In the lawsuit, the U.S. Equal Employment Opportunity Commission, or EEOC, charges that a white foreman named Leonard "Butch" Nelson repeatedly used the n-word while on a job site. But when a biracial employee named Rodney Woodall complained to a supervisor about Nelson's use of the slur, the supervisor failed even to make a note about the issue.
The next day, Nelson sought out Woodall.
According to the EEOC,
Nelson confronted Woodall when he arrived at the job site and stated he would call him whatever he wanted and, if Woodall didn’t like it, he should find another job. 27.Nelson then offered to fight, but Woodall refused. He again complained to his supervisor.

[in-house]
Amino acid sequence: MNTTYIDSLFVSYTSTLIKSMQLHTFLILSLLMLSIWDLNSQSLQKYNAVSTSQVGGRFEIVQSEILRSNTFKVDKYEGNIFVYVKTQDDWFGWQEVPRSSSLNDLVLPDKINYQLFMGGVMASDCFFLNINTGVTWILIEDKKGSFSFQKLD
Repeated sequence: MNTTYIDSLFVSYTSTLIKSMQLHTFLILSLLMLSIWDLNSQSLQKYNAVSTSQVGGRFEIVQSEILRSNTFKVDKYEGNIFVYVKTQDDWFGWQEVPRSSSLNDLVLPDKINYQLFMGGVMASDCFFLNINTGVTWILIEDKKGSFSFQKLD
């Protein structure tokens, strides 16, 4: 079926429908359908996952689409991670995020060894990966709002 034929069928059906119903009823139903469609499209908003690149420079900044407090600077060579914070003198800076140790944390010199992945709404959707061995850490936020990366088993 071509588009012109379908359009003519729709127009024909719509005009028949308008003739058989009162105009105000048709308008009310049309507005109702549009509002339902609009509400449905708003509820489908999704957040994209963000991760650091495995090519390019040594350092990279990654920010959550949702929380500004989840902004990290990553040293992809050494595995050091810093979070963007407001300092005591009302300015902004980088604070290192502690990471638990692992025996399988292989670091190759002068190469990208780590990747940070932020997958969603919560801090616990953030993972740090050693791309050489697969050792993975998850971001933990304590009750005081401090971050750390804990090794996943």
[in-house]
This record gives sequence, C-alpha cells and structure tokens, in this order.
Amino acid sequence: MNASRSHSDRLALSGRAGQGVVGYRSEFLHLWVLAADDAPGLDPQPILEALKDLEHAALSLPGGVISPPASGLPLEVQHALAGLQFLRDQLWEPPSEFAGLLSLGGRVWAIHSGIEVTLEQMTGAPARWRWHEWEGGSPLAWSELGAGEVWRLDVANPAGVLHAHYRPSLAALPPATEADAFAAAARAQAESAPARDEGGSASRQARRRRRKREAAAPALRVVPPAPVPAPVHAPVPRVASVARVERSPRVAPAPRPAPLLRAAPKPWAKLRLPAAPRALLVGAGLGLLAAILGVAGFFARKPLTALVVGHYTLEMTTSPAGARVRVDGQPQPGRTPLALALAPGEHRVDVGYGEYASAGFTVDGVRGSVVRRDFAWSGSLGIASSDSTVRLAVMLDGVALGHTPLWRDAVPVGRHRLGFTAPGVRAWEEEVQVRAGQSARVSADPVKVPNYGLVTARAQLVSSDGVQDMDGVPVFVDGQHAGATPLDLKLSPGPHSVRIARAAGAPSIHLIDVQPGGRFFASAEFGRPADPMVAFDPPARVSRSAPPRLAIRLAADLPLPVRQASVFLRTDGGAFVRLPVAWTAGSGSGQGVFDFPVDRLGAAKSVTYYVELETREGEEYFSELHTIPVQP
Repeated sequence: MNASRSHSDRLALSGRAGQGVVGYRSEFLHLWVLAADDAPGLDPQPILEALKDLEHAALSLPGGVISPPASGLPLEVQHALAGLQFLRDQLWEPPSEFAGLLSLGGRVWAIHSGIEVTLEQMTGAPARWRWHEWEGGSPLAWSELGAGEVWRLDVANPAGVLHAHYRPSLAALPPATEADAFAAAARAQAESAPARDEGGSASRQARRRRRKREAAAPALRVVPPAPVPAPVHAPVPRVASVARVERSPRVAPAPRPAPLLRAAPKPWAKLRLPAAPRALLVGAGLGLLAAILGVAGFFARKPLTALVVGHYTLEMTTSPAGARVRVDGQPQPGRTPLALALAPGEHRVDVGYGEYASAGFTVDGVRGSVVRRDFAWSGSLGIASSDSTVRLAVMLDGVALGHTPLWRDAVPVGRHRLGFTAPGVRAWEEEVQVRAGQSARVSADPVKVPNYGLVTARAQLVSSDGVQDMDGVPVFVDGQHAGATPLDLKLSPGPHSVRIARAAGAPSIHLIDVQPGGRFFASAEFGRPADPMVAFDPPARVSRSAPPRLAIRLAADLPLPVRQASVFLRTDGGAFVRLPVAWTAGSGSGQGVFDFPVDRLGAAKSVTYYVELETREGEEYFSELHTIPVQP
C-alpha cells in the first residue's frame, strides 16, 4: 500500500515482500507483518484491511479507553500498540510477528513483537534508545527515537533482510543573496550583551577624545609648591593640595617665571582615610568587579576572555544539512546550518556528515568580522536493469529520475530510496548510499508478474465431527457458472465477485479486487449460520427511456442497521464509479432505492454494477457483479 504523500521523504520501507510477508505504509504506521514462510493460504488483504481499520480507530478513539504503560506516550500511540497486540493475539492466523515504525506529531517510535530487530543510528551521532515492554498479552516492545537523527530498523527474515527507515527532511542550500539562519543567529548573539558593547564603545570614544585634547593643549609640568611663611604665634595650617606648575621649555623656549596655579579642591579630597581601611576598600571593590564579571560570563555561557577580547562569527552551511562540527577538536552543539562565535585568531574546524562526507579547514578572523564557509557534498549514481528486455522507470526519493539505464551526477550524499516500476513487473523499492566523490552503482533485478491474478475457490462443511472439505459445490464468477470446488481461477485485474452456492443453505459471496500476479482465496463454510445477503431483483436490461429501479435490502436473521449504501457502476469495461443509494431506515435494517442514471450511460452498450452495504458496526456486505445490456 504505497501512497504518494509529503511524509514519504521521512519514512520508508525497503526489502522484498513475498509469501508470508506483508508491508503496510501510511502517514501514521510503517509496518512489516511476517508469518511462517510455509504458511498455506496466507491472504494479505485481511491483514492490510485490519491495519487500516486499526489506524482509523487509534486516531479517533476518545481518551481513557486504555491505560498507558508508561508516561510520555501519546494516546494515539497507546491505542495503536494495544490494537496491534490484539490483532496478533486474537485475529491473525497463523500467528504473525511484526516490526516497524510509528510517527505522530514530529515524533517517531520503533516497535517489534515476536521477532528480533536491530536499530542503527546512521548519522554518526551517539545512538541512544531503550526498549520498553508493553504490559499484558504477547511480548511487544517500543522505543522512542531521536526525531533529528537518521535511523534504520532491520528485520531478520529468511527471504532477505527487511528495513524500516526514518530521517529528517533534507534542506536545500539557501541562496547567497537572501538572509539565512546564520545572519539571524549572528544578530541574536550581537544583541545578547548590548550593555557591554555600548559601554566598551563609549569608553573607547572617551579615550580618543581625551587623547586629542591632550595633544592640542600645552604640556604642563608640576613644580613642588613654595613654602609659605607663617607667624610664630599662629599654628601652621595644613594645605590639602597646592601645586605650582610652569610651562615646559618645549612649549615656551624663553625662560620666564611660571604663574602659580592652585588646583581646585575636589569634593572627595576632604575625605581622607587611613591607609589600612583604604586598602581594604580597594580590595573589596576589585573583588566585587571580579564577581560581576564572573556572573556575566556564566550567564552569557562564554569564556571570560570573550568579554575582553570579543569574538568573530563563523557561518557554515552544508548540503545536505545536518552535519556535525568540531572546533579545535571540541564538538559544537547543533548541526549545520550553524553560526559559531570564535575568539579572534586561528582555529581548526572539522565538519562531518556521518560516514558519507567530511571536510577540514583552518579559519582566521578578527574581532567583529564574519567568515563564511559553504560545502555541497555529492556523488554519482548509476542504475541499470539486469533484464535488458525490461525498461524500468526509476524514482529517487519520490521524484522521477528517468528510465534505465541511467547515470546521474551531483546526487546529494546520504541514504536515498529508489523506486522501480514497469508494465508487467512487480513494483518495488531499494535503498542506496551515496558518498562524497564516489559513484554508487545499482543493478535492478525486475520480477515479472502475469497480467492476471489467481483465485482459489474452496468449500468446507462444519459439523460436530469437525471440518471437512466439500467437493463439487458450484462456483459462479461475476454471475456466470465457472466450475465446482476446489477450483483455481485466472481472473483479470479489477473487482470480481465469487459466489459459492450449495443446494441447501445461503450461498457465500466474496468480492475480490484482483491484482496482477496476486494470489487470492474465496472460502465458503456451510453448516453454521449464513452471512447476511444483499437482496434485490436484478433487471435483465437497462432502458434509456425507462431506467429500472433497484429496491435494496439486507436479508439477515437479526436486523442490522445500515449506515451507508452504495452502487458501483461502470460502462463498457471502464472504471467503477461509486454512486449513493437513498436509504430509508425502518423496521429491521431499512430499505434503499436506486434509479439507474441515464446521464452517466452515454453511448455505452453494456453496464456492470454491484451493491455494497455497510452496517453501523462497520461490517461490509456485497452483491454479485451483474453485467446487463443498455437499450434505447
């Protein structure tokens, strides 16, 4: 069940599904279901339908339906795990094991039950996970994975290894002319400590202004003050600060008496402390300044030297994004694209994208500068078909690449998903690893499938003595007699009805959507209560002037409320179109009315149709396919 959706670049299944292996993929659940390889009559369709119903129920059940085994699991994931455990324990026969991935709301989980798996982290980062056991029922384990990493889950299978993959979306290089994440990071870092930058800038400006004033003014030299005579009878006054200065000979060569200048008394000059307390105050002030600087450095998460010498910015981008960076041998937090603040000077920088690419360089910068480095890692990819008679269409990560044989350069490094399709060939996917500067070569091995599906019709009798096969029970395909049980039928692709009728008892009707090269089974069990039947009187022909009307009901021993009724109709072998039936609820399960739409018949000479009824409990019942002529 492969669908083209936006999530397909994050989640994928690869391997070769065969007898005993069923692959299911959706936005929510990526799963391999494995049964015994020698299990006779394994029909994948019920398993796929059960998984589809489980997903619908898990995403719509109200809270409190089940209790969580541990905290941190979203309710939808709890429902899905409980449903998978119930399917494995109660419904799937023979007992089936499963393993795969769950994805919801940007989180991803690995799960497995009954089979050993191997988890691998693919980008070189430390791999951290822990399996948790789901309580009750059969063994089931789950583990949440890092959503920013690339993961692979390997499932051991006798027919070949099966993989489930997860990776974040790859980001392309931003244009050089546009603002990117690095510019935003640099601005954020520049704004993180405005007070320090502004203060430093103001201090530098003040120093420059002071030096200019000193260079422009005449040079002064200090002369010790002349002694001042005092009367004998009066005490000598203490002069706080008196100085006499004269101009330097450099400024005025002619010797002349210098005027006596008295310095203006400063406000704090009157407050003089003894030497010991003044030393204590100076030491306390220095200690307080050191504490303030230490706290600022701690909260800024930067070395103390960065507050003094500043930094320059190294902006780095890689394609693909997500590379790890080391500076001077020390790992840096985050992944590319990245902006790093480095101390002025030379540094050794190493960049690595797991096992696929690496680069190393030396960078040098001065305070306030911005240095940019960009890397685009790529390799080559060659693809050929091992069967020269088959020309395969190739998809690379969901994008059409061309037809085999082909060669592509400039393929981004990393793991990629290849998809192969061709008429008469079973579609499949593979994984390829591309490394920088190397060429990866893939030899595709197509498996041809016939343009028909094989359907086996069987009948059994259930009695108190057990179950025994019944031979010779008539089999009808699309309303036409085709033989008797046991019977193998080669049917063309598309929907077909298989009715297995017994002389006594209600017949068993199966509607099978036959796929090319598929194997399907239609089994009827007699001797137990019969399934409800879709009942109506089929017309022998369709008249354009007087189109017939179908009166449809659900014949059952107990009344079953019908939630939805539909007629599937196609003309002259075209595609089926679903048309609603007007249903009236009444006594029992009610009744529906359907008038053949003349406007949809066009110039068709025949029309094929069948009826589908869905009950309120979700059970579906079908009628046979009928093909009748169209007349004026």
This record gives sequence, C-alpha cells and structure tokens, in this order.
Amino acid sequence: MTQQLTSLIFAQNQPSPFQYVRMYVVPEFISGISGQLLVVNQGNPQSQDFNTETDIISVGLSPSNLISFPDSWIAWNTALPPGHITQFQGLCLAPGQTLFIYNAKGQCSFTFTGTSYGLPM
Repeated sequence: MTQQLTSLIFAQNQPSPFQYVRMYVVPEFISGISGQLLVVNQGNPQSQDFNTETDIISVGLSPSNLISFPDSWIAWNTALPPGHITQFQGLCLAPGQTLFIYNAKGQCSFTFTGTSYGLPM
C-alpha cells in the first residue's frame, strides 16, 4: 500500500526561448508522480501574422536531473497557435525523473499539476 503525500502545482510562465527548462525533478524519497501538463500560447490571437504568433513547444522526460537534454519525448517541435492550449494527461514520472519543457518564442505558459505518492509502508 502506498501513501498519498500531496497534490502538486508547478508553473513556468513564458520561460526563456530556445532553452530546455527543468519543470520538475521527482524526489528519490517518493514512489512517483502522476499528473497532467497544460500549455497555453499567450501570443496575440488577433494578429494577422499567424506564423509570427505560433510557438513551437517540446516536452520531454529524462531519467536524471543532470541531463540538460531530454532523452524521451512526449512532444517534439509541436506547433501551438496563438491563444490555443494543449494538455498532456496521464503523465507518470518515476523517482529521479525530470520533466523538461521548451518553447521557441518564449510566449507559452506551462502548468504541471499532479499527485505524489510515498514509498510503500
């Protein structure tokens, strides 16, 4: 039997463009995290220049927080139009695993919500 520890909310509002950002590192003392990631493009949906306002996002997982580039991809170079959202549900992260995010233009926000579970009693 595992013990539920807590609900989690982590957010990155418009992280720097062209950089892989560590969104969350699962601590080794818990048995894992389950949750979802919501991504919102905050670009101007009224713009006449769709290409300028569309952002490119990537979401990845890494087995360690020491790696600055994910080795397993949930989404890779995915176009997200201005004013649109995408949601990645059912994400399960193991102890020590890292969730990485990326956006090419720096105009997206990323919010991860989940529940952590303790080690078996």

Nelson also said to Woodall that he would call him “Oreo,” an offensive reference to Woodall’s bi-racial ethnicity.
The next day, the company transferred Woodall — to a different job site where the work was more strenuous and where he no longer received a per diem. Less than a week later, when he called to say he'd be late, he was instead fired.
The EEOC alleges that even though the company had a three-strikes policy, Woodall had never previously been tardy. Other employees who had been tardy, but didn't complain about the foreman's misconduct, the agency notes, were not terminated.
"Floyd’s stated reason for Woodall’s termination – specifically, his tardiness on July 27, 2016 – is a pretext for unlawful race discrimination and retaliation," the agency alleges in its suit.
The government's suit, filed in federal court yesterday, alleges unlawful harassment, wrongful discharge and retaliation.
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